The airing of the show, “FIFA’s Dirty Secrets,” is slated for November 29, three days before the international soccer federation is scheduled to decide who will host the 2014 and 2018 World Cup — for which London is a top bidder (along with joint efforts by Portugal and Spain, Belgium and the Netherlands, and Russia). So, whose interests do journalists have in mind, anyway?

Andy Ansen, CEO of the London bid committee, demanded a meeting with the BBC’s Director General Mark Thompson to request that the broadcast be delayed, and that airing it as scheduled would undermine London’s chances of winning the coveted hosting opportunity.

Ansen’s claim was supported publicly by the UK’s former Minister of Sport from the previous Labour government, Richard Caborn, who asserts on the program World Have Your Say that the BBC’s timing does not have the “national interest” at heart.

The controversy over the impending Panorama broadcast comes on the heels of a series in the London Sunday Times, in which reporters posing as lobbyists for the U.S. Cup bid offered bribes to two officials on FIFA’s Executive Board. The journalists filmed the interaction. The original Sunday Times series is, alas, behind a paywall, so here’s a Guardian rendering of the story and its fallout. And here’s a line-up of the Guardian’s substantial coverage of the controversy.

The Panorama doc also comes on the heels of a blockbuster report by the Federation of African Investigative Reporters on corruption in the soccer associations in eight African countries, which we highlighted in an earlier Global Digest post.

The primary reporting behind the Panorama film was done by Andrew Jennings, a veteran British investigative journalist who has been steadily unraveling numerous corrupt deal-making in international soccer over the past decade. He’s the author of the book, "Foul! The Secret World of FIFA: Bribes, Vote-Rigging and Ticket Scandals." Jennings' long history of reporting on FIFA and other national soccer federations is hosted at his website, Transparency in Sport.

You might guess where CIR comes down on the question of whether journalists’ obligation is to ‘patriotism’, or in revealing the truth about abuses of power. It’s a false dichotomy. As for the BBC, their response thus far has been: “Airing this documentary is in the public interest.”


The other week we wrote about the attacks against Russian journalists who have been reporting on the controversy over efforts to build a highway through the Khimki forest. The news of the brutality of those attacks has spread rapidly. Olga Zakharova, a Russian journalist and our eyes and ears on this evolving story, commented in an email: “People are really angry.” There have been protests against the beatings by people in Moscow and elsewhere in Russia, in Paris, in the German city of Bremen, and elsewhere.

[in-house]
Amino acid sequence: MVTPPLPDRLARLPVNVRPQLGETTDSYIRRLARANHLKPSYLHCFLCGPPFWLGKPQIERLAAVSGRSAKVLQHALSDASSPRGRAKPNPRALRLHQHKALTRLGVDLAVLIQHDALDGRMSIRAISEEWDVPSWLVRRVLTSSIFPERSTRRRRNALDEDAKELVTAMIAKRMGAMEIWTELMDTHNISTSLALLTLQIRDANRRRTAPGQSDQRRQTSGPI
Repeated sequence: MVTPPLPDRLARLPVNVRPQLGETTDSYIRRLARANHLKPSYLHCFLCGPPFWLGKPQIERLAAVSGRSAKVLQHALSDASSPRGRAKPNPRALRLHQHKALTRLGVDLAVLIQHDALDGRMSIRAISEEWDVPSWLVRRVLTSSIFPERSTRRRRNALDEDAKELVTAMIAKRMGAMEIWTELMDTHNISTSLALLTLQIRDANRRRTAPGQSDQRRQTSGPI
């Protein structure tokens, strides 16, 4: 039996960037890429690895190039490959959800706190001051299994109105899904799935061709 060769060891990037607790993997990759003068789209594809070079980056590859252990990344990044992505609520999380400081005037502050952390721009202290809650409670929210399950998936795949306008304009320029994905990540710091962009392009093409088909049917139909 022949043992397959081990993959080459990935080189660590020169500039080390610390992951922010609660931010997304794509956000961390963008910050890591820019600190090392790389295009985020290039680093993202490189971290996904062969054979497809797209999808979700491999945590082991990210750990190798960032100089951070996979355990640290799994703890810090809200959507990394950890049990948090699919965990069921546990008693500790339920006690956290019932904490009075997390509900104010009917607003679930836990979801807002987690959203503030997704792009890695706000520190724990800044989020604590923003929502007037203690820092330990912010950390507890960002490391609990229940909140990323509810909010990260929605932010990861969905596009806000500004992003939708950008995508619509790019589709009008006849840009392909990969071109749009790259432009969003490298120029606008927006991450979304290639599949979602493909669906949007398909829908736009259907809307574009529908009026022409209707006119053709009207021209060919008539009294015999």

The protesters are demanding a thorough police investigation into the assaults. Within Russia, the protests brought together an unprecedented show of support from environmentalists, journalists, and opposition politicians demanding the ability to report on controversial topics without fear of violent repercussions.

We’ll stay on top of this story, and continue to highlight the dangers that many journalists face who are operating in often far more treacherous conditions than here in the United States.


Mark Schapiro | The Investigative Report | November 10, 2010

Global Digest: Forest Fight Turns Brutal for Russian Journalists

Journalists in Russia have long faced often brutal retaliation for their reporting into organized crime and the corruption of public officials. Now that violence appears to be hitting journalists reporting on one of the country’s most high-profile environmental battles—over the government’s plan to pave a highway through one of the last remaining pristine forests in western Russia.

Over the past three days, two journalists reporting on protests into the plan to create a road through the Khimki forest from St. Petersburg to Moscow, and onto the international airport in Sheremetyevo, were brutally beaten. On November 8, Anatoly Adamchuk, who had reported on protests against the clearing of the forest as well as other forest controversies, was bludgeoned in front of the offices of his suburban Moscow weekly newspaper, Zhukovsky City News (Russian only).

That attack followed an assault on Saturday against Oleg Kashin, who has reported extensively on the forest conflict as well as other instances of Russian corruption for the daily newspaper Kommersant, one of Russia’s most respected mainstream newspapers. Bishkin was found on Saturday morning, his head battered, leg broken and jaw shattered, in front of the newspaper’s office in Moscow.

The assault against Kashin was captured in a horrific surveillance video. It’s pretty graphic and I’m not necessarily recommending you watch it. I include it as a reminder of how cold statistics about threats to journalists—Russia ranks eighth on the Committee to Protect Journalists’ Impunity index of countries where assaults on journalists are least likely to be prosecuted - often contain a truly gruesome back-story and grim reality.

The attacks around the controversial Khimki project have not stopped at journalists. Environmental activists camped out in the forest to protest a multibillion-dollar effort to construct a highway have been met with violence. While trying to stop bulldozers from destroying the forest, the activists were repeatedly attacked by armed thugs; at least two of the activists are still in the hospital recovering from their wounds.

[A thank you to Olga Zakharova, an environmental journalists and lecturer at Moscow State University, who helped alert me to this story, which she’s been following. She commented in an e-mail: “This seems like an organized campaign to shut up citizens.”

You can see a thorough rendering of the evolving, and increasingly violent, controversy here.]